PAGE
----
A woman’s swollen finger turned out to be a rare symptom of TB

An X-ray and CT scan showed swelling of the soft tissue in her finger, but no problems with her bones

TB-finger-sign
Image courtesy: The New England Journal of Medicine

A swollen finger is often the symptom of a simple sprain, but for one woman in California, a puffy little finger was a rare sign of tuberculosis, according to a new report of the case.

The 42-year-old woman went to the doctor after a week of swelling and pain in her little finger. However, she hadn’t injured her finger at all, according to the report from doctors at the University of California, San Francisco.

When doctors performed a biopsy of the woman’s skin tissue, they found Mycobacterium tuberculosis bacteria, the bacteria that cause tuberculosis.

According to the report, the woman had lupus and was taking medications to suppress her immune system, which made her more susceptible to infectious diseases – including tuberculosis.

Tuberculosis bacteria are spread through the air and usually affect the lungs. But the bacteria can potentially infect any part of the body, including the kidneys, spine and brain, according to Mayo Clinic.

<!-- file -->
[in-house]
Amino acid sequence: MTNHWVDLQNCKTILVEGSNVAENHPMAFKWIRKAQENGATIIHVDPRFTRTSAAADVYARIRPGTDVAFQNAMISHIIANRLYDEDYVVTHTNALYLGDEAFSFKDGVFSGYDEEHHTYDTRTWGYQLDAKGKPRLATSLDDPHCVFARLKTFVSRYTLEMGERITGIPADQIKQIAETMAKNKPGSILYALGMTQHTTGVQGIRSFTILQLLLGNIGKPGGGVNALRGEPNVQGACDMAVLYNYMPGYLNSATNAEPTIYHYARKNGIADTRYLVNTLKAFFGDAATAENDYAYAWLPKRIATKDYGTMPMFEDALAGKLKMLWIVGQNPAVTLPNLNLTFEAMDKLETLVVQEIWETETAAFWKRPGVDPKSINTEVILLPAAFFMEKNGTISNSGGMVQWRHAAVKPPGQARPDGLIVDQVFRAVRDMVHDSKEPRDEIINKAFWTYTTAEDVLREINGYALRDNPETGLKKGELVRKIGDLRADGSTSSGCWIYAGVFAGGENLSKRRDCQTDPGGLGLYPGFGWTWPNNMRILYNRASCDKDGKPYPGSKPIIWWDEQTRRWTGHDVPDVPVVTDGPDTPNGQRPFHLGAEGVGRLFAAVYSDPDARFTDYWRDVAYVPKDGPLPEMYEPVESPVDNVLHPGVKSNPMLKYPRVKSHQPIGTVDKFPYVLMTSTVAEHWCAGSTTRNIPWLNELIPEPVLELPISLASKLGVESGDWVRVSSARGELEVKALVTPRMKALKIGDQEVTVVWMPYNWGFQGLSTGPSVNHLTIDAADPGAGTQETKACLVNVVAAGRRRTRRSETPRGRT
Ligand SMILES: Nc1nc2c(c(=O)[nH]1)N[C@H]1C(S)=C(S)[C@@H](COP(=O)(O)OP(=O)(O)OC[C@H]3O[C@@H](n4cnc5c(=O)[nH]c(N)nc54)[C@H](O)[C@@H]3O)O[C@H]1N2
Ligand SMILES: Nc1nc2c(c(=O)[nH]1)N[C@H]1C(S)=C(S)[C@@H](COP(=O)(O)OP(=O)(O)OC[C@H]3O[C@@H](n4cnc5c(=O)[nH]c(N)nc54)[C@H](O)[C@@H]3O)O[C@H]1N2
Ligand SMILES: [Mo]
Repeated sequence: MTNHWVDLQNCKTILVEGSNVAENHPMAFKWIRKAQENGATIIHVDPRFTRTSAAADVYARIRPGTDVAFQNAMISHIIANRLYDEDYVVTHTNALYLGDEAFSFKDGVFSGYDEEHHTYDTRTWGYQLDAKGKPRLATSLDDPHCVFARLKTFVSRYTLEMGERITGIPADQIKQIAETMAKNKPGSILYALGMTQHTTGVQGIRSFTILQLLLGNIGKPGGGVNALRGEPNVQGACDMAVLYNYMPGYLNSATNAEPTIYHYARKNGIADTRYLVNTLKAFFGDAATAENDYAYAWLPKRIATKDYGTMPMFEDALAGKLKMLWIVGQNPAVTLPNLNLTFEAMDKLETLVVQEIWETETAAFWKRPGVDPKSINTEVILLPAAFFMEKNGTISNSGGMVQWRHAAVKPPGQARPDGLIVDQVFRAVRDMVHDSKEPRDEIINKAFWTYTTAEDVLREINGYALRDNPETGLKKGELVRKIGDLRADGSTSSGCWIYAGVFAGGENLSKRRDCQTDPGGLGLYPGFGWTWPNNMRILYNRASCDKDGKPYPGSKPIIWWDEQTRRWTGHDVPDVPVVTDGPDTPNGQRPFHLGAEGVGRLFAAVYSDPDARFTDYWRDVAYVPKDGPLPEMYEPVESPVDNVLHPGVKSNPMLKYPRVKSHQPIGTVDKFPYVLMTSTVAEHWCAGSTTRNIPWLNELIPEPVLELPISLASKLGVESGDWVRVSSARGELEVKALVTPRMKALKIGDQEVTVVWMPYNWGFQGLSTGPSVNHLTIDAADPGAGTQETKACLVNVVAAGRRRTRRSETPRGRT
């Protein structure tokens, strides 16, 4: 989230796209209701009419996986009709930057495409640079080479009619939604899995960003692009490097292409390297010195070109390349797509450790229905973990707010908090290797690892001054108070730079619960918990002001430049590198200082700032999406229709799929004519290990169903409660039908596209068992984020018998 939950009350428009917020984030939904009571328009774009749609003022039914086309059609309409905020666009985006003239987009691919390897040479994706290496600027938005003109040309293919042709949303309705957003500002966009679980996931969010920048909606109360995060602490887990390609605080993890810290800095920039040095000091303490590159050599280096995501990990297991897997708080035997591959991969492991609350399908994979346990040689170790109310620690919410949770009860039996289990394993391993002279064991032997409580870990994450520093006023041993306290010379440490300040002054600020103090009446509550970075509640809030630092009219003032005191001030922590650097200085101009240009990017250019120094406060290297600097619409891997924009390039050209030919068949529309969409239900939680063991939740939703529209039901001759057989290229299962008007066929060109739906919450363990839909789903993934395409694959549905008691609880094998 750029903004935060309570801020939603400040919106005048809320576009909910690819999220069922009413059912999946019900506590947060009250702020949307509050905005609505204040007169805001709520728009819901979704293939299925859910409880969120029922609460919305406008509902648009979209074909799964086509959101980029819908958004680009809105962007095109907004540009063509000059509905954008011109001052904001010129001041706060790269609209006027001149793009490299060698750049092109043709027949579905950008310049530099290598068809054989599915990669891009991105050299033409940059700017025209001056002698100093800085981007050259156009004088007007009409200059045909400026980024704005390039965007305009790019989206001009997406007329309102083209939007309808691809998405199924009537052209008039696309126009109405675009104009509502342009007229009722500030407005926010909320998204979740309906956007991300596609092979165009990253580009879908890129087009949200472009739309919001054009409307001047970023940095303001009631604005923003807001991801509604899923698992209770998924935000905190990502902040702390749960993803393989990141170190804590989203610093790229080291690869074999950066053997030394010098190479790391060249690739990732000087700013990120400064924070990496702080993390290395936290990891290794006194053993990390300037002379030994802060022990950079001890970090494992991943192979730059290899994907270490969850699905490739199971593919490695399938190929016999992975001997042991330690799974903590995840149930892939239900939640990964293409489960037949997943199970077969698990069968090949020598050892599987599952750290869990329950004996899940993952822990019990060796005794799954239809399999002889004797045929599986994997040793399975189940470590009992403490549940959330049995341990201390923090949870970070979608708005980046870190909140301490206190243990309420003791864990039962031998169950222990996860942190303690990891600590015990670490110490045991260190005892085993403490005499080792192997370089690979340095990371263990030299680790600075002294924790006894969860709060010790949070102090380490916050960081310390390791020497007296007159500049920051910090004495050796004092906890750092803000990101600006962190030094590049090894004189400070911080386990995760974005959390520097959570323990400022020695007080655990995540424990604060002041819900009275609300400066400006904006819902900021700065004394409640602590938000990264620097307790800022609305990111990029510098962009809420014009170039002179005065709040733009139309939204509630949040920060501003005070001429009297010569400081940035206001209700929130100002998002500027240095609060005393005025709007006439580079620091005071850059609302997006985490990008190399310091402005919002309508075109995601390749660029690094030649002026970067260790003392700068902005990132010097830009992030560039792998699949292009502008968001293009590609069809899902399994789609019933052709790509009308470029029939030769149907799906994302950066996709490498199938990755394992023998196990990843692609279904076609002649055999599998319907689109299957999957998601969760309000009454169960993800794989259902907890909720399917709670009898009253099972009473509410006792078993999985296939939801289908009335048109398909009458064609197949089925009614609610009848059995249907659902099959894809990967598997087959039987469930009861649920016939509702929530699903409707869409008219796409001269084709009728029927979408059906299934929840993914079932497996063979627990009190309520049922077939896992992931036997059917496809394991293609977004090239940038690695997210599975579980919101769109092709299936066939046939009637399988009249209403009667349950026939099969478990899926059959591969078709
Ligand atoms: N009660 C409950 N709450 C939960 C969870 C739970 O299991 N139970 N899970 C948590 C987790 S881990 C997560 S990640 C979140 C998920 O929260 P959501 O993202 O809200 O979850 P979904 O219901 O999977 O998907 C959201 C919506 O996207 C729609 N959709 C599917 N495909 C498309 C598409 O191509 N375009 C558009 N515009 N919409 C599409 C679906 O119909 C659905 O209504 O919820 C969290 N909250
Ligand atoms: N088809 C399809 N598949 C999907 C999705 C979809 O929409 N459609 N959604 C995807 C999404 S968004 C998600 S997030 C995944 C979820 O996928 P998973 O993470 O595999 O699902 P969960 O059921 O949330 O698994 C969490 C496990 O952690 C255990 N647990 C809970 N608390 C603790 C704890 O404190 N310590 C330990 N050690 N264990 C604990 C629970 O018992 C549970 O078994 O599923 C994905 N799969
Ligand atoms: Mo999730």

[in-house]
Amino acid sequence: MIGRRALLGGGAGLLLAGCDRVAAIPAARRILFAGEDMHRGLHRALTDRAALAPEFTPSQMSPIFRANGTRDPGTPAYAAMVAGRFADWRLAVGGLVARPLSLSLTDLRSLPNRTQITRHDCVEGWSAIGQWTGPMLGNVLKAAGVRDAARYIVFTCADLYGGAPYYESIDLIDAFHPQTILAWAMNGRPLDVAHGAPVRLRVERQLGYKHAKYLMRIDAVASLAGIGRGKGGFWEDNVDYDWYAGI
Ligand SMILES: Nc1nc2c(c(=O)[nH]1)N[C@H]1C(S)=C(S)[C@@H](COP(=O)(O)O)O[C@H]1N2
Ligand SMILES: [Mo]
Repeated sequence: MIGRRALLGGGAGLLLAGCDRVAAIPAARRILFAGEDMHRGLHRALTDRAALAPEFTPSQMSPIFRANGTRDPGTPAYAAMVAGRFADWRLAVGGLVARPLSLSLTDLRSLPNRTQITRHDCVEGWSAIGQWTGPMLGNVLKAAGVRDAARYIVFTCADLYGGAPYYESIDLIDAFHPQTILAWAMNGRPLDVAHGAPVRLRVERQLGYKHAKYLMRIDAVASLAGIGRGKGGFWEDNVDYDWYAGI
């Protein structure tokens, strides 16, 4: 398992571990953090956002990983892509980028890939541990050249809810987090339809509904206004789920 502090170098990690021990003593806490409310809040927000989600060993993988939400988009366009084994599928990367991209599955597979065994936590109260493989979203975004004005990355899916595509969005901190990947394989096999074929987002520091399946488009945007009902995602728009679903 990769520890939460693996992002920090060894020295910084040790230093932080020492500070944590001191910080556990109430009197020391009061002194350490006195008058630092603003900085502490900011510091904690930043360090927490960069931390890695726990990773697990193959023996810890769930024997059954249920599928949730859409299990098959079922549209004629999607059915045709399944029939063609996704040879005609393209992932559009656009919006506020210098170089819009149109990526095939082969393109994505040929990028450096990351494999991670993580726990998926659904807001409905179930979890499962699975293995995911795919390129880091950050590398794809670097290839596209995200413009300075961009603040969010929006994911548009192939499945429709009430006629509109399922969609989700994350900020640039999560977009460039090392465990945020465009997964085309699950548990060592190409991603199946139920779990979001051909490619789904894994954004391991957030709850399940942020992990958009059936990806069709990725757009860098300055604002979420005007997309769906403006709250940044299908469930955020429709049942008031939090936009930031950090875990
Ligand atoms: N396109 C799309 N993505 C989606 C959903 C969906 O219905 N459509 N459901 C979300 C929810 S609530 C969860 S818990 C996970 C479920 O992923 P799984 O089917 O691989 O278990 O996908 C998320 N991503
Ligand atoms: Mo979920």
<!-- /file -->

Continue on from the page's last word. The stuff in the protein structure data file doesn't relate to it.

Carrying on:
Infection of the finger “is a rare extrapulmonary (outside the lungs) manifestation of tuberculosis,” the authors wrote in the report, which was published online September 19 in The New England Journal of Medicine. Still, this diagnosis is important to consider in people with weakened immune systems, they said.

But how exactly did the patient contract the disease? An investigation pointed to the woman’s husband, who had recently travelled to China and developed a cough. He was later diagnosed with active tuberculosis.

The woman was treated with several anti-tuberculosis drugs for nine months, and her symptoms went away completely, the report said.

Source: Live Science